KHOA VẬT LÝ - VẬT LÝ KỸ THUẬT

BỘ MÔN VẬT LÝ HẠT NHÂN - KỸ THUẬT HẠT NHÂN

Abstract:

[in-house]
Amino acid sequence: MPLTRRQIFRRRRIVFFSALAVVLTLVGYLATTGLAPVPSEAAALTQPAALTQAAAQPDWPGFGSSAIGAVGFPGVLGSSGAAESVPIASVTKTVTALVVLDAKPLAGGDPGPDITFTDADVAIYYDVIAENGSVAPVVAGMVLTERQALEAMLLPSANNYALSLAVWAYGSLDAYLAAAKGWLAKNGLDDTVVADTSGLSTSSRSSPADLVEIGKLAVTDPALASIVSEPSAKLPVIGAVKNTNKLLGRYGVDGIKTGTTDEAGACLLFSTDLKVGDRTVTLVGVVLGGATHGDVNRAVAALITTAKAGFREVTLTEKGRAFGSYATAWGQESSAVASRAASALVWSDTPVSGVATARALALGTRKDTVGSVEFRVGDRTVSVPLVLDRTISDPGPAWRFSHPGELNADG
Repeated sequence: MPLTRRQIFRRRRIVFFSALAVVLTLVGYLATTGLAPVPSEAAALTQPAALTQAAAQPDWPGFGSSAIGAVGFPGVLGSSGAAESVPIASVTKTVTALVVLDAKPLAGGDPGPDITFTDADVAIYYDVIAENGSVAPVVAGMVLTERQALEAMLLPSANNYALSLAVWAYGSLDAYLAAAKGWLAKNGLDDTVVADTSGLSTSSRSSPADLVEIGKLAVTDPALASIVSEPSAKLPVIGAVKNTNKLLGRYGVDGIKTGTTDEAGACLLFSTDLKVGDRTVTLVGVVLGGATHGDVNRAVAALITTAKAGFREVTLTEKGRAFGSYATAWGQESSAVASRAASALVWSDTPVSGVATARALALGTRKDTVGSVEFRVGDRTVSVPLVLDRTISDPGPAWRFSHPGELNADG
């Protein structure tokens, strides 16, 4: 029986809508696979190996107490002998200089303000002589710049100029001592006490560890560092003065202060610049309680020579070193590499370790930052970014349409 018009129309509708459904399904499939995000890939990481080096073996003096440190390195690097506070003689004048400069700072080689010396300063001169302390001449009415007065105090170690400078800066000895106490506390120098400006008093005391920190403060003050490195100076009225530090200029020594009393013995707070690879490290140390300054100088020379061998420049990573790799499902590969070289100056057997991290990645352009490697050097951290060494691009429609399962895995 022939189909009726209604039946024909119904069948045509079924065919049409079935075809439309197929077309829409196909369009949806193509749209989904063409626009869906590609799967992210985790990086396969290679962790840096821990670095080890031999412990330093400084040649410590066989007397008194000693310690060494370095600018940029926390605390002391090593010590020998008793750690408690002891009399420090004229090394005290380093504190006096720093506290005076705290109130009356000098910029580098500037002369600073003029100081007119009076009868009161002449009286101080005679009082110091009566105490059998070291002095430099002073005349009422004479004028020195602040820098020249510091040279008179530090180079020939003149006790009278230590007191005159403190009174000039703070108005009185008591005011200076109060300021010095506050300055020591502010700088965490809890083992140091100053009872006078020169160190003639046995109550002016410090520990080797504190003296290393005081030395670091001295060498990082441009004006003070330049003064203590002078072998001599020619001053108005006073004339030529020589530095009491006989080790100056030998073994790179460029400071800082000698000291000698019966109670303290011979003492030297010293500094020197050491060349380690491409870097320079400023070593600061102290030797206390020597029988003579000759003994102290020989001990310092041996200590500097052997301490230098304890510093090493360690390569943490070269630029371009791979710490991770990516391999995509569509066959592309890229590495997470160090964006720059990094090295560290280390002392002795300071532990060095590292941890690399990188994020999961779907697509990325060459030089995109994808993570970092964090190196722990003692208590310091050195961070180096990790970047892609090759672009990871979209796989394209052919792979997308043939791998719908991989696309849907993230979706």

A permanent electric dipole moment (EDM) of a particle or system is a separation of charge along its angular momentum axis and is a direct signal of T violation and, assuming CPT symmetry, CP violation. For over 60 years EDMs have been studied, first as a signal of a parity-symmetry violation and then as a signal of CP violation that would clarify its role in nature and in theory. Contemporary motivations include the role that CP violation plays in explaining the cosmological matter-antimatter asymmetry and the search for new physics. Experiments on a variety of systems have become ever-more sensitive, but provide only upper limits on EDMs, and theory at several scales is crucial to interpret these limits. Nuclear theory provides connections from standard-model and beyond-standard-model physics to the observable EDMs, and atomic and molecular theory reveal how CP violation is manifest in these systems. EDM results in hadronic systems require that the standard-model QCD parameter of ¯θ must be exceptionally small, which could be explained by the existence of axions, also a candidate dark-matter particle. Theoretical results on electroweak baryogenesis show that new physics is needed to explain the dominance of matter in the Universe. Experimental and theoretical efforts continue to expand with new ideas and new questions, and this review provides a broad overview of theoretical motivations and interpretations as well as details about experimental techniques, experiments, and prospects. The intent is to provide specifics and context as this exciting field moves forward.

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